The debut novel by the winner of the 2021 Nobel Prize in Literature Vehement, comic and shrewd, Abdulrazak Gurnah's first novel is an unwavering contemplation of East African coastal life Poverty and depravity wreak havoc on Hassan Omar's family. Amid great hardship he decides to escape. The arrival of independence brings new upheavals as well as the betrayal of the promise of freedom. The new government, fearful of an exodus of its most able men, discourages young people from travelling abroad and refuses to release examination results. Deprived of a scholarship, Hassan travels to Nairobi to stay with a wealthy uncle, in the hope that he will release his mother's rightful share of the family inheritance. The collision of past secrets and future hopes, the compound of fear and frustration, beauty and brutality, create a fierce tale of undeniable power. ____________________ 'Gurnah is a master storyteller' FINANCIAL TIMES 'Exile has given Gurnah a perspective on the "balance between things" that is astonishing, superb' OBSERVER 'A captivating storyteller' GUARDIAN 'Gurnah etches with biting incisiveness the experiences of immigrants exposed to contempt, hostility or patronising indifference on their arrival in Britain' SPECTATOR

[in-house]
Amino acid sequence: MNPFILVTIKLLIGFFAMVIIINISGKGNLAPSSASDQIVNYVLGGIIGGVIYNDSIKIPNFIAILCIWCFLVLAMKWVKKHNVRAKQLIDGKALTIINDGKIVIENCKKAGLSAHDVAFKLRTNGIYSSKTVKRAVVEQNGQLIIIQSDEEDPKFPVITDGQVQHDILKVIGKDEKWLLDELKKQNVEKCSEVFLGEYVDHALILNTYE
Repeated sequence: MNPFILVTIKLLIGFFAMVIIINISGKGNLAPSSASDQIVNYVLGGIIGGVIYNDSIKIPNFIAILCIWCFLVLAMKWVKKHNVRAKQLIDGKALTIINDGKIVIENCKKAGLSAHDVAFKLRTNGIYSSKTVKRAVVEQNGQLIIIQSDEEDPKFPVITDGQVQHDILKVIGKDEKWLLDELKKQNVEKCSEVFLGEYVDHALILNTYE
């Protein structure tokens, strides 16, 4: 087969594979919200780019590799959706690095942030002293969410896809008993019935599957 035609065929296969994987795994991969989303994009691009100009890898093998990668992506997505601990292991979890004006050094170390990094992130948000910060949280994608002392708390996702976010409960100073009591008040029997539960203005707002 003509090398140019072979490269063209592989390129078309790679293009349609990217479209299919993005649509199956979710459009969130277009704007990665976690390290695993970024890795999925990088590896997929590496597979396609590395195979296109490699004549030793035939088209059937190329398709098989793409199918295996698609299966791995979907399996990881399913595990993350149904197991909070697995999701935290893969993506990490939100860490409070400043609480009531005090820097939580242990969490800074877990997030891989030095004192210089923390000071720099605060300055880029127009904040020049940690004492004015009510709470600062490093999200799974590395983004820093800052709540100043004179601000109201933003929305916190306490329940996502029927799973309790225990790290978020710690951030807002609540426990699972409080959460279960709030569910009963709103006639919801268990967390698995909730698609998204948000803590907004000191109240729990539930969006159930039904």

Sold by his father in repayment of a debt, 12-year-old Yusuf is thrown from his simple rural life into the complexities of precolonial urban East Africa. Through Yusuf's eyes, Gurnah depicts communities at war, trading safaris gone awry, and the universal trials of adolescence.
'One of Africa's greatest living writers' Giles Foden Restless, ambitious Ilyas was stolen from his parents by the Schutzruppe askari, the German colonial troops; after years away, he returns to his village to find his parents gone, and his sister Afiya given away. Hamza was not stolen, but was sold; he has come of age in the schutztruppe, at the right hand of an officer whose control has ensured his protection but marked him for life. The century is young. The Germans and the British and the French and the Belgians and whoever else have drawn their maps and signed their treaties and divided up Africa. As they seek complete dominion they are forced to extinguish revolt after revolt by the colonised. The conflict in Europe opens another arena in east Africa where a brutal war devastates the landscape. Hamza does not have words for how the war ended for him. Returning to the town of his childhood, all he wants is work, however humble, and security - and the beautiful Afiya. As these interlinked friends and survivors come and go, live and work and fall in love, the shadow of a new war lengthens and darkens, ready to snatch them up and carry them away.